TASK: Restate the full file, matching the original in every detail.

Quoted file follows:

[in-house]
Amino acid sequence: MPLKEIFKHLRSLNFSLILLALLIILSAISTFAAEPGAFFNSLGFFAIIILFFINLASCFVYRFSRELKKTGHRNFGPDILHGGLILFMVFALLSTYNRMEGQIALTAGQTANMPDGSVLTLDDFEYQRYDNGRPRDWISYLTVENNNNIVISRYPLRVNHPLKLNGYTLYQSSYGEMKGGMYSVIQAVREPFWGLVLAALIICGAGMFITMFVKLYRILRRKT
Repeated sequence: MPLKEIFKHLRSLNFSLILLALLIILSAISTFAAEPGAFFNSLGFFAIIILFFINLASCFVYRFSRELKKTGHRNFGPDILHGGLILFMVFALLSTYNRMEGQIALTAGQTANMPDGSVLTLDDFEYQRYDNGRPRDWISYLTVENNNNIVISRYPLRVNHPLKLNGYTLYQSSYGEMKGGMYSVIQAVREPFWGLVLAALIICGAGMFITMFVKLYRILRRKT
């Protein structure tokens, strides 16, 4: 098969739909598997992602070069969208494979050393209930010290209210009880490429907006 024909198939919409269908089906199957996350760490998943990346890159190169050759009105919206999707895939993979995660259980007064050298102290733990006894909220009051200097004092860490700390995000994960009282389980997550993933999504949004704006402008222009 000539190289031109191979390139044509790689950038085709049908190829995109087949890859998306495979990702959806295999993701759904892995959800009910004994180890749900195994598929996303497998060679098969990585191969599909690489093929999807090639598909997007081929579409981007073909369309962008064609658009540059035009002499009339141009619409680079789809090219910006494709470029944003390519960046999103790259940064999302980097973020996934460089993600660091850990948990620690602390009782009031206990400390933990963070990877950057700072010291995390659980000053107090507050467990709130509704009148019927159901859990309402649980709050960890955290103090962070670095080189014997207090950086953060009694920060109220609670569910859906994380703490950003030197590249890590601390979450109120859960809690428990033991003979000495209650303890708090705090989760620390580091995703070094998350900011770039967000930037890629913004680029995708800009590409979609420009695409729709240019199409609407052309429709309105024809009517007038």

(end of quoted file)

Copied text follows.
[in-house]
Amino acid sequence: MPLKEIFKHLRSLNFSLILLALLIILSAISTFAAEPGAFFNSLGFFAIIILFFINLASCFVYRFSRELKKTGHRNFGPDILHGGLILFMVFALLSTYNRMEGQIALTAGQTANMPDGSVLTLDDFEYQRYDNGRPRDWISYLTVENNNNIVISRYPLRVNHPLKLNGYTLYQSSYGEMKGGMYSVIQAVREPFWGLVLAALIICGAGMFITMFVKLYRILRRKT
Repeated sequence: MPLKEIFKHLRSLNFSLILLALLIILSAISTFAAEPGAFFNSLGFFAIIILFFINLASCFVYRFSRELKKTGHRNFGPDILHGGLILFMVFALLSTYNRMEGQIALTAGQTANMPDGSVLTLDDFEYQRYDNGRPRDWISYLTVENNNNIVISRYPLRVNHPLKLNGYTLYQSSYGEMKGGMYSVIQAVREPFWGLVLAALIICGAGMFITMFVKLYRILRRKT
């Protein structure tokens, strides 16, 4: 098969739909598997992602070069969208494979050393209930010290209210009880490429907006 024909198939919409269908089906199957996350760490998943990346890159190169050759009105919206999707895939993979995660259980007064050298102290733990006894909220009051200097004092860490700390995000994960009282389980997550993933999504949004704006402008222009 000539190289031109191979390139044509790689950038085709049908190829995109087949890859998306495979990702959806295999993701759904892995959800009910004994180890749900195994598929996303497998060679098969990585191969599909690489093929999807090639598909997007081929579409981007073909369309962008064609658009540059035009002499009339141009619409680079789809090219910006494709470029944003390519960046999103790259940064999302980097973020996934460089993600660091850990948990620690602390009782009031206990400390933990963070990877950057700072010291995390659980000053107090507050467990709130509704009148019927159901859990309402649980709050960890955290103090962070670095080189014997207090950086953060009694920060109220609670569910859906994380703490950003030197590249890590601390979450109120859960809690428990033991003979000495209650303890708090705090989760620390580091995703070094998350900011770039967000930037890629913004680029995708800009590409979609420009695409729709240019199409609407052309429709309105024809009517007038």